Advisor

Max Nielsen-Pincus

Date of Award

9-5-2017

Document Type

Thesis

Degree Name

Master of Science (M.S.) in Environmental Science and Management

Department

Environmental Science and Management

Physical Description

1 online resource (ix, 165 pages)

DOI

10.15760/etd.5770

Abstract

Community solar is a renewable energy practice that's been adopted by multiple U.S. states and is being considered by many more, including the state of Oregon. A recent senate bill in Oregon, called the "Clean Electricity and Coal Transition Plan", includes a provision that directs the Oregon Public Utility Commission to establish a community solar program for investor-owned utilities by late 2017. Thus, energy consumers in Portland will be offered participation in community solar projects in the near future. Community solar is a mechanism that allows ratepayers to experience both the costs and benefits of solar energy while also helping to offset the proportion of fossil-fuel generated electricity in utility grids, thus aiding climate change mitigation.

For community solar to achieve market success in the residential sector of Portland, ratepayers of investor-owned utilities must socially accept this energy practice. The aim of this study was to forecast the potential social acceptance of community solar among Portland residents by measuring willingness to participate in these projects. Additionally, consumer characteristics, attitudes, awareness, and knowledge were captured to assess the influence of these factors on intent to enroll in community solar. The theory of planned behavior, as well as the social acceptance, diffusion of innovation, and dual-interest theories were frameworks used to inform the analysis of community solar adoption. These research objectives were addressed through a mixed-mode survey of Portland residents, using a stratified random sample of Portland neighborhoods to acquire a gradient of demographics. 330 questionnaires were completed, yielding a 34.2% response rate.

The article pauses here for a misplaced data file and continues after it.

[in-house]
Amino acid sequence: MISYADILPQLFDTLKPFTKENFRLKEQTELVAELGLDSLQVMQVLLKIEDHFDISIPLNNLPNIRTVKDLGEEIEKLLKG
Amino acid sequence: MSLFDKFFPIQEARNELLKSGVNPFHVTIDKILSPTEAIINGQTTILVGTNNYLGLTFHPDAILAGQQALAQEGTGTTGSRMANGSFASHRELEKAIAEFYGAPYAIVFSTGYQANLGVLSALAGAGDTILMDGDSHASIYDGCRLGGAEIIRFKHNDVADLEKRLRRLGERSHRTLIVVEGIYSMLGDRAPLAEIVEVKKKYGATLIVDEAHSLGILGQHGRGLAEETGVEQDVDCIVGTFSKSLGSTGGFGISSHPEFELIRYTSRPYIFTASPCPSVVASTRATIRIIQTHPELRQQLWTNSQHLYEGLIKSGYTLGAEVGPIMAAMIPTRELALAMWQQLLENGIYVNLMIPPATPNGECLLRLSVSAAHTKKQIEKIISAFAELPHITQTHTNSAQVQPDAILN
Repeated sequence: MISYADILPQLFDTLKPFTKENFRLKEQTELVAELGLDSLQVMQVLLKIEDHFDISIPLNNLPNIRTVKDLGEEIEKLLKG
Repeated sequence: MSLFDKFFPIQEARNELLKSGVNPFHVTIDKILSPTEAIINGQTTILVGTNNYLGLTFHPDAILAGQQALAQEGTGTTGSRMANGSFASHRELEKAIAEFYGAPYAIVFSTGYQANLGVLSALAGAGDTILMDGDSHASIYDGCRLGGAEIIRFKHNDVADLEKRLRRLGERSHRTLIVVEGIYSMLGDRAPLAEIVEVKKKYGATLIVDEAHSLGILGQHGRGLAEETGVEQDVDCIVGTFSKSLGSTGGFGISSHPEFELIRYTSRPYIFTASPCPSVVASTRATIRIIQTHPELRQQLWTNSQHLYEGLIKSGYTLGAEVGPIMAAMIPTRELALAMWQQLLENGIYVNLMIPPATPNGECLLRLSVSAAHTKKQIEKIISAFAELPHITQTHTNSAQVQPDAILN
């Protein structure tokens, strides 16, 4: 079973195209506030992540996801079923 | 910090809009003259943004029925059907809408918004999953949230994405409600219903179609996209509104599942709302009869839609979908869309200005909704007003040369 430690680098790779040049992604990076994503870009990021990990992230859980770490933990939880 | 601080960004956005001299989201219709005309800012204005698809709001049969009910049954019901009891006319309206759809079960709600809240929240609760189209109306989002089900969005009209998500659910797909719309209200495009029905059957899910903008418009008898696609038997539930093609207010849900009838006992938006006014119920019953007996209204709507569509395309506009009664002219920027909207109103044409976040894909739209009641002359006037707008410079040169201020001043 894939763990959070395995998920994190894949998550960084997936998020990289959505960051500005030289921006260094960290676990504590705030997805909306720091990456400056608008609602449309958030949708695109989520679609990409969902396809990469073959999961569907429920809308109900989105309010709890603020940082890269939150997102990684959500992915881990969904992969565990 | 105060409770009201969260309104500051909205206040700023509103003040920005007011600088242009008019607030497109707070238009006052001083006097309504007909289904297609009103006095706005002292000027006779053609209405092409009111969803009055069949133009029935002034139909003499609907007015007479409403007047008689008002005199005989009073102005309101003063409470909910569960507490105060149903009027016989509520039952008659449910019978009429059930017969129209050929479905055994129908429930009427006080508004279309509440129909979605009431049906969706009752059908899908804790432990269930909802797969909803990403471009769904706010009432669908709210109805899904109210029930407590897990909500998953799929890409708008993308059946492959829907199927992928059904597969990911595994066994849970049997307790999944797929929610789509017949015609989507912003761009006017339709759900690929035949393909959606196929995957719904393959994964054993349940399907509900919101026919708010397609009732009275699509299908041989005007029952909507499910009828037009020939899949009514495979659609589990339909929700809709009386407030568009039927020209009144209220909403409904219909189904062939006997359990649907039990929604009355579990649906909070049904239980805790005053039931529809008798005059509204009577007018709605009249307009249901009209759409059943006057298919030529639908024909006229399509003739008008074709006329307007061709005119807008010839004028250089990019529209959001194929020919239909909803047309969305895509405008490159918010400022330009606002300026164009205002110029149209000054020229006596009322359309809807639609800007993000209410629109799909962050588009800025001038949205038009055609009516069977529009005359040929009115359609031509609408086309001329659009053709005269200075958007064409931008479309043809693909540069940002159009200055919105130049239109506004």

Descriptive statistics, binomial logistic regression models, and mean willingness to pay were the analyses conducted to measure the influence of project factors and demographic characteristics on likelihood of community solar participation. Roughly 60% of respondents exhibited interest in community solar enrollment. The logistic regression model revealed the percent change in utility bill (essentially the rate of return on the community solar investment) as a dramatically influential variable predicting willingness to participate. Community solar project scenarios also had a strong influence on willingness to participate: larger, cheaper, and distant projects were preferred over small and expensive local projects. Results indicate that community solar project features that accentuate affordability are most important to energy consumers. Additionally, demographic characteristics that were strongly correlated with willingness to enroll were politically liberal ideologies, higher incomes, current enrollment in green utility programs, and membership in an environmental organization. Thus, the market acceptance of community solar in Portland will potentially be broadened by emphasizing affordability over other features, such as community and locality.

Additionally, I explored attitudinal influences on interest in community solar by conducting exploratory factor analysis on attitudes towards energy, climate change, and solar barriers and subsequently conducting binomial logistic regression models. Results found that perceiving renewable energy as environmentally beneficial was positively correlated with intent to enroll in community solar, which supported the notion that environmental attitudes will lead to environmental behaviors. The logistic regression model also revealed a negative correlation between community solar interest and negative attitudes towards renewable energy. Perceptions of solar barriers were mild, indicating that lack of an enabling mechanism may be the reason solar continues to be underutilized in this region.

Persistent Identifier

http://archives.pdx.edu/ds/psu/21766

Share

COinS